Microcode

Every so often, you come across an idea that is truly brilliant. Such ideas can sometimes make complex, expensive problems seem trivial. The idea of microcode is one such idea.

In order to work its magic, the* Central Processing Unit(CPU) in a computer needs to move data around between various sub-units inside itself. Every clock cycle, a control logic circuit dictates what electronic gates must open and close to move, for example, a byte of information from the B accumulator into the adder, and then a byte from the A accumulator into the L register. The control bus and the logic behind it are the choreographers, dispatchers, and traffic cops of the CPU.

In the early days, designing a CPU involved not only deciding on the number and width of registers and choosing and implementing an instruction set, but designing and simplifying the Boolean logic required to distinguish between various opcodes, which may or may not have been numbered with regard to ease of coding.

Microcode, conceived in 1951 by Maurice Wilkes, makes all of this much easier. Instruction cycles are broken up into T-states. For each T-state of each instruction, the CPU architect decides which gates should be active and which should be off (tristated). These are collected into a matrix, which is simply implemented as a ROM array on the chip. Each bit of the ROM corresponds to the desired behavior of a particular gate (the bit number), at a particular time (T state) in a certain instruction (the opcode). There’s no need to employ complex Quine-McCluskey simplification methods — it’s just a question of connecting the ROM to the gates.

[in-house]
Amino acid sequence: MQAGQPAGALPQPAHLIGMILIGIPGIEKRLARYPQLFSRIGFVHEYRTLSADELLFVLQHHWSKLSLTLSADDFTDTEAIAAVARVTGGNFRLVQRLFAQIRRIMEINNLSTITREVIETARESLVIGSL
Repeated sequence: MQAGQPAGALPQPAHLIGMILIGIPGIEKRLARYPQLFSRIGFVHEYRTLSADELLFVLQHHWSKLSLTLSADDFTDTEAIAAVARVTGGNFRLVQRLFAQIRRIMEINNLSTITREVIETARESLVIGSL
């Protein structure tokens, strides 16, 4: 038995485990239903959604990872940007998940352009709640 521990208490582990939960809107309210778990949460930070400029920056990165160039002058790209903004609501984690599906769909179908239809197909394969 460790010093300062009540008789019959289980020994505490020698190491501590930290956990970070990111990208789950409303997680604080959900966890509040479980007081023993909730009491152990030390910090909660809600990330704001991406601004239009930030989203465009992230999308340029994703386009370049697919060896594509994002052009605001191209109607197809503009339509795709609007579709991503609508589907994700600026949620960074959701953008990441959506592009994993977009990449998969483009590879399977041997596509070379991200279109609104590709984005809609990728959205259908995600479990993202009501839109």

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Geomagnetism

Magnetic compasses work by sensing the direction of the Earth’s magnetic field. A small, magnetized piece of metal is allowed to rotate with very little friction (typically, it is balanced on a pin.) The Earth’s magnetic field then coerces the needle to point in the same direction as the field — towards magnetic North (or, equivalently, South).

Compasses normally don’t measure the magnitude of the field, however. If the Earth’s magnetic field were to double in strength but retain the same local direction, compasses would move more quickly, but would still ultimately indicate the same direction.

With a few simple additions, though, a magnetic compass can be used to deduce the strength as well as direction of the Earth’s magnetic field — at least in two dimensions.

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A compass, deflected from N/S by a current. (Click for larger.)

By using a coil with a carefully-controlled current flowing through it, a second magnetic field can be set up at a 90-degree angle to the natural one created by the Earth. If the current in the coil is varied until the compass needle is deflected 45 degrees from its natural position, the two fields are of equal strength (since the tangent of 45 degrees is 1.0.)